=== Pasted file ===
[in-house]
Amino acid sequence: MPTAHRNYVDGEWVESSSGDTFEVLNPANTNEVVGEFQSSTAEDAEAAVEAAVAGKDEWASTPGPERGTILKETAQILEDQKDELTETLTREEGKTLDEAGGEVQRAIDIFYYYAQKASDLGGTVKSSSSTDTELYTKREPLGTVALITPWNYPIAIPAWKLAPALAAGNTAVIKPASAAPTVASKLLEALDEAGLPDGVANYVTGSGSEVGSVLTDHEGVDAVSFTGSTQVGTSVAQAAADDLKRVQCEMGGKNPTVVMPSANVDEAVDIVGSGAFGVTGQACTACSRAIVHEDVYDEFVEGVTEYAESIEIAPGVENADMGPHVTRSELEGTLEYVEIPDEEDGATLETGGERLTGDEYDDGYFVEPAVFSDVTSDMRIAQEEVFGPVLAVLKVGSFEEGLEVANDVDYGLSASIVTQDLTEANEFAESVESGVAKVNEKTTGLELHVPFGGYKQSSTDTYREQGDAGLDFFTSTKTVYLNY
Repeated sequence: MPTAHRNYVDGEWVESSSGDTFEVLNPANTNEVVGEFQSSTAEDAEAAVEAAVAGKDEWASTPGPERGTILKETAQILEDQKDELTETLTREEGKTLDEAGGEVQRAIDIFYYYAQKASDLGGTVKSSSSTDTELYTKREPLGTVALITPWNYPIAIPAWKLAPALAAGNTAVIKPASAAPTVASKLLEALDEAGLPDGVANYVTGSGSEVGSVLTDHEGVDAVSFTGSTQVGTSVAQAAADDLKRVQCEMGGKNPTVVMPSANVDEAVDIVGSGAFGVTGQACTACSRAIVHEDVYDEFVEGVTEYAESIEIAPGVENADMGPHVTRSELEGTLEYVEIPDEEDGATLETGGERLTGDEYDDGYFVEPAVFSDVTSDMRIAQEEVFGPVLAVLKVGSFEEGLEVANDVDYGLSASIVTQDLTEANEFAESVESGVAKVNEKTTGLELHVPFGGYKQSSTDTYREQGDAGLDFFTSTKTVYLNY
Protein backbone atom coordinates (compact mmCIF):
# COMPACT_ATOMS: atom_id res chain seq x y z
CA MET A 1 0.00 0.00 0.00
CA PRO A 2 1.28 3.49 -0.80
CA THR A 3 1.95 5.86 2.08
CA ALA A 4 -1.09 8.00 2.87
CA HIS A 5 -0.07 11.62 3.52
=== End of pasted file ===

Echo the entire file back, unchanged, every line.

[in-house]
Amino acid sequence: MPTAHRNYVDGEWVESSSGDTFEVLNPANTNEVVGEFQSSTAEDAEAAVEAAVAGKDEWASTPGPERGTILKETAQILEDQKDELTETLTREEGKTLDEAGGEVQRAIDIFYYYAQKASDLGGTVKSSSSTDTELYTKREPLGTVALITPWNYPIAIPAWKLAPALAAGNTAVIKPASAAPTVASKLLEALDEAGLPDGVANYVTGSGSEVGSVLTDHEGVDAVSFTGSTQVGTSVAQAAADDLKRVQCEMGGKNPTVVMPSANVDEAVDIVGSGAFGVTGQACTACSRAIVHEDVYDEFVEGVTEYAESIEIAPGVENADMGPHVTRSELEGTLEYVEIPDEEDGATLETGGERLTGDEYDDGYFVEPAVFSDVTSDMRIAQEEVFGPVLAVLKVGSFEEGLEVANDVDYGLSASIVTQDLTEANEFAESVESGVAKVNEKTTGLELHVPFGGYKQSSTDTYREQGDAGLDFFTSTKTVYLNY
Repeated sequence: MPTAHRNYVDGEWVESSSGDTFEVLNPANTNEVVGEFQSSTAEDAEAAVEAAVAGKDEWASTPGPERGTILKETAQILEDQKDELTETLTREEGKTLDEAGGEVQRAIDIFYYYAQKASDLGGTVKSSSSTDTELYTKREPLGTVALITPWNYPIAIPAWKLAPALAAGNTAVIKPASAAPTVASKLLEALDEAGLPDGVANYVTGSGSEVGSVLTDHEGVDAVSFTGSTQVGTSVAQAAADDLKRVQCEMGGKNPTVVMPSANVDEAVDIVGSGAFGVTGQACTACSRAIVHEDVYDEFVEGVTEYAESIEIAPGVENADMGPHVTRSELEGTLEYVEIPDEEDGATLETGGERLTGDEYDDGYFVEPAVFSDVTSDMRIAQEEVFGPVLAVLKVGSFEEGLEVANDVDYGLSASIVTQDLTEANEFAESVESGVAKVNEKTTGLELHVPFGGYKQSSTDTYREQGDAGLDFFTSTKTVYLNY
Protein backbone atom coordinates (compact mmCIF):
# COMPACT_ATOMS: atom_id res chain seq x y z
CA MET A 1 0.00 0.00 0.00
CA PRO A 2 1.28 3.49 -0.80
CA THR A 3 1.95 5.86 2.08
CA ALA A 4 -1.09 8.00 2.87
CA HIS A 5 -0.07 11.62 3.52